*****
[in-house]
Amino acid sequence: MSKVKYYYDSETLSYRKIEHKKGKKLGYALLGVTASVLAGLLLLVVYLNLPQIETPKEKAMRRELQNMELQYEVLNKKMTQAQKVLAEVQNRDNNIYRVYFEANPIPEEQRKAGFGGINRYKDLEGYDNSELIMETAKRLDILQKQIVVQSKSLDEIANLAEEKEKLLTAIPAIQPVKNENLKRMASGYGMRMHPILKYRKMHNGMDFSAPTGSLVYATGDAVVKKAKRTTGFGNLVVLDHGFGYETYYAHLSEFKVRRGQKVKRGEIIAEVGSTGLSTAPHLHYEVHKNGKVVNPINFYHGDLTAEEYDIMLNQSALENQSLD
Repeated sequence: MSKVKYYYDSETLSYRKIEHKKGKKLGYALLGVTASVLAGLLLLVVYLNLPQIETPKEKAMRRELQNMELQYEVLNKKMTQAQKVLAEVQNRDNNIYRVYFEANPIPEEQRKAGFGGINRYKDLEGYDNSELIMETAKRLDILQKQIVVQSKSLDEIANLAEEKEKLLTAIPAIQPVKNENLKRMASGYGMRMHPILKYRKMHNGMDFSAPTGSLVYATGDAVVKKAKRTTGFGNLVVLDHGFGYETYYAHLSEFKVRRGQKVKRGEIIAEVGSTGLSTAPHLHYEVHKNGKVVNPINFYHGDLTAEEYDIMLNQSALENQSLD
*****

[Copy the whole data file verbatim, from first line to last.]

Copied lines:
[in-house]
Amino acid sequence: MSKVKYYYDSETLSYRKIEHKKGKKLGYALLGVTASVLAGLLLLVVYLNLPQIETPKEKAMRRELQNMELQYEVLNKKMTQAQKVLAEVQNRDNNIYRVYFEANPIPEEQRKAGFGGINRYKDLEGYDNSELIMETAKRLDILQKQIVVQSKSLDEIANLAEEKEKLLTAIPAIQPVKNENLKRMASGYGMRMHPILKYRKMHNGMDFSAPTGSLVYATGDAVVKKAKRTTGFGNLVVLDHGFGYETYYAHLSEFKVRRGQKVKRGEIIAEVGSTGLSTAPHLHYEVHKNGKVVNPINFYHGDLTAEEYDIMLNQSALENQSLD
Repeated sequence: MSKVKYYYDSETLSYRKIEHKKGKKLGYALLGVTASVLAGLLLLVVYLNLPQIETPKEKAMRRELQNMELQYEVLNKKMTQAQKVLAEVQNRDNNIYRVYFEANPIPEEQRKAGFGGINRYKDLEGYDNSELIMETAKRLDILQKQIVVQSKSLDEIANLAEEKEKLLTAIPAIQPVKNENLKRMASGYGMRMHPILKYRKMHNGMDFSAPTGSLVYATGDAVVKKAKRTTGFGNLVVLDHGFGYETYYAHLSEFKVRRGQKVKRGEIIAEVGSTGLSTAPHLHYEVHKNGKVVNPINFYHGDLTAEEYDIMLNQSALENQSLD